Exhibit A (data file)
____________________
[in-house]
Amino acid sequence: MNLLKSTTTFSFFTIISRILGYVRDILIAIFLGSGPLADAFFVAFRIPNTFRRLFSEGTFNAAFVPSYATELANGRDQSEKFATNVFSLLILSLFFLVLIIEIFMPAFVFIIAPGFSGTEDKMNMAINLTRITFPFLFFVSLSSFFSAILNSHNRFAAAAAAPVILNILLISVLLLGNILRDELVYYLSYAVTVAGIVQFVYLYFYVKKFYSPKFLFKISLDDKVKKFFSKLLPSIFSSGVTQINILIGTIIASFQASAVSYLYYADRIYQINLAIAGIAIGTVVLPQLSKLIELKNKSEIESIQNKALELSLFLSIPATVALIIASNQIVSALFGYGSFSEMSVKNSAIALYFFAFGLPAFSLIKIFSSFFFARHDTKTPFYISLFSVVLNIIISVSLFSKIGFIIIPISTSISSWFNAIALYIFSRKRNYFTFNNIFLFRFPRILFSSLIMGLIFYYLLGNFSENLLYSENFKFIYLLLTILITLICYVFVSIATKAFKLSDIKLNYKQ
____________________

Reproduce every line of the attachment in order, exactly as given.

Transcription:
[in-house]
Amino acid sequence: MNLLKSTTTFSFFTIISRILGYVRDILIAIFLGSGPLADAFFVAFRIPNTFRRLFSEGTFNAAFVPSYATELANGRDQSEKFATNVFSLLILSLFFLVLIIEIFMPAFVFIIAPGFSGTEDKMNMAINLTRITFPFLFFVSLSSFFSAILNSHNRFAAAAAAPVILNILLISVLLLGNILRDELVYYLSYAVTVAGIVQFVYLYFYVKKFYSPKFLFKISLDDKVKKFFSKLLPSIFSSGVTQINILIGTIIASFQASAVSYLYYADRIYQINLAIAGIAIGTVVLPQLSKLIELKNKSEIESIQNKALELSLFLSIPATVALIIASNQIVSALFGYGSFSEMSVKNSAIALYFFAFGLPAFSLIKIFSSFFFARHDTKTPFYISLFSVVLNIIISVSLFSKIGFIIIPISTSISSWFNAIALYIFSRKRNYFTFNNIFLFRFPRILFSSLIMGLIFYYLLGNFSENLLYSENFKFIYLLLTILITLICYVFVSIATKAFKLSDIKLNYKQ